PRIN. OF DRAFTING AND SHOP DRAWINGS - OD1641 - LESSON 1/TASK 4
They are the same weight as hidden lines but are about twice as long.
(8) Cutting Plane Line.
These lines indicate an imaginary cut, and arrows are
used to show the direction the workman is to look at the sectional view.
(9) Long Break Line.
These are space savers for the draftsman.
They do not
change the actual length indicated by the dimension, but make it possible for the
draftsman to show an object for which he would not otherwise have room.
(10) Short Break Line. These are used to indicate that the draftsman has removed
part of an outer surface to reveal the inside structure.
They usually come in
b. Sections. A sectional view allows you to look inside an object shown on a shop
Sectional views are necessary for a clear understanding of complicated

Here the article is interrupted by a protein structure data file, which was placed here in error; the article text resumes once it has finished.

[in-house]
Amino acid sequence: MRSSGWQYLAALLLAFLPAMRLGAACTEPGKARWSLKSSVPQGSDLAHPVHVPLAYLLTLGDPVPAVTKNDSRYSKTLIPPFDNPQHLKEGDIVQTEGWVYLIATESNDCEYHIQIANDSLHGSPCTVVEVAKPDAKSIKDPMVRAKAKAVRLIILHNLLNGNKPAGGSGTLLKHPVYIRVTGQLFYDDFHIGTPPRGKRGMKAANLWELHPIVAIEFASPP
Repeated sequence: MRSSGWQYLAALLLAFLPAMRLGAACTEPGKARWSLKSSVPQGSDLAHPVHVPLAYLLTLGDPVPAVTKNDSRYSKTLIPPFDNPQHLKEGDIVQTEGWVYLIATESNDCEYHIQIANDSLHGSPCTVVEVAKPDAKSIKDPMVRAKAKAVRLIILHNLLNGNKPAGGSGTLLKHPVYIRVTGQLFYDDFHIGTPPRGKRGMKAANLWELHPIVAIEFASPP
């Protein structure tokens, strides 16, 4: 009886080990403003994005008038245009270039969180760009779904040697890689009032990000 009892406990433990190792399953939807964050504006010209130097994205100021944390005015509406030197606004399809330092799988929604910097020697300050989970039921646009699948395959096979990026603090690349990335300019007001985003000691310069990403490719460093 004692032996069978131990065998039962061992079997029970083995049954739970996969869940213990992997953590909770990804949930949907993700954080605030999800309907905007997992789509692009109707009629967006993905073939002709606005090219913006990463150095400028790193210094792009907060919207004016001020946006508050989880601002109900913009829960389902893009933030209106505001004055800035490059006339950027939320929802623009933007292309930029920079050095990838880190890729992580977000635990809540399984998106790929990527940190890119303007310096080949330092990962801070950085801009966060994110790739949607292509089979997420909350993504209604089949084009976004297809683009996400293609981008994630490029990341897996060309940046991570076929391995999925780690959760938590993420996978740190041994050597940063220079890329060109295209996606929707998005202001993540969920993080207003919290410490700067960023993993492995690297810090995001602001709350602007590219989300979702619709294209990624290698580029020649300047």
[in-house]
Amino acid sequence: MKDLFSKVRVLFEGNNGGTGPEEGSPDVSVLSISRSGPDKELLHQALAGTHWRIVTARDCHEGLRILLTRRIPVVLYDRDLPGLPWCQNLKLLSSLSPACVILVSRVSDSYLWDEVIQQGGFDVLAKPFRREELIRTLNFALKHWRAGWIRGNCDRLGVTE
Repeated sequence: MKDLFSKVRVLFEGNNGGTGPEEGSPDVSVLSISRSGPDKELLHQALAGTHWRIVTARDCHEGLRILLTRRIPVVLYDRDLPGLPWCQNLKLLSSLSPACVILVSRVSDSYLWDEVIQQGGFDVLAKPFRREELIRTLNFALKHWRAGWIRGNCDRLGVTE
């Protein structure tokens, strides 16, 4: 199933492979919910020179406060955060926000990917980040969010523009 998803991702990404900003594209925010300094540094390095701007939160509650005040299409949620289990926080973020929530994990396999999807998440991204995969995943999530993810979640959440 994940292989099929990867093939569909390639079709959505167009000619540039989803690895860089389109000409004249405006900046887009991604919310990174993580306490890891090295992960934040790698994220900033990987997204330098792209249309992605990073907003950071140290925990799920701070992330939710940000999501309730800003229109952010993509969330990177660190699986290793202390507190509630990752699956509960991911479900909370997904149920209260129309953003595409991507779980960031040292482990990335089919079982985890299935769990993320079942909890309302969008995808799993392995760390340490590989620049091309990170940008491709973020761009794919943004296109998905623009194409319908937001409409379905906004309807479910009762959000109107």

parts. On simple drawings, a section may serve the purpose of an additional view.
(1) Full Section, (figure 79 on the following page).
completely through, showing the whole view in section.
(2) Offset Section, (figure 80 on the following page).
A joggle or offset is in
the cutting plane.
Two cutting planes meet at right
angles at the center line.
(4) Revolved Section, (figure 82 on page 91).
This is a drawing within
drawing, which eliminates extra views of rolled shapes, ribs, etc.
(5) Removed Section, (figure 83 on page 92). This serves the same purpose as the
revolved section, but instead of being drawn on the view, it is set off or shifted
to some adjacent place on the paper.
It may be enlarged to facilitate detailing
(6) Broken-out Section, (figure 84 on page 92). This is done by removing a part
of the outside surface when only a small area of the inside need be shown.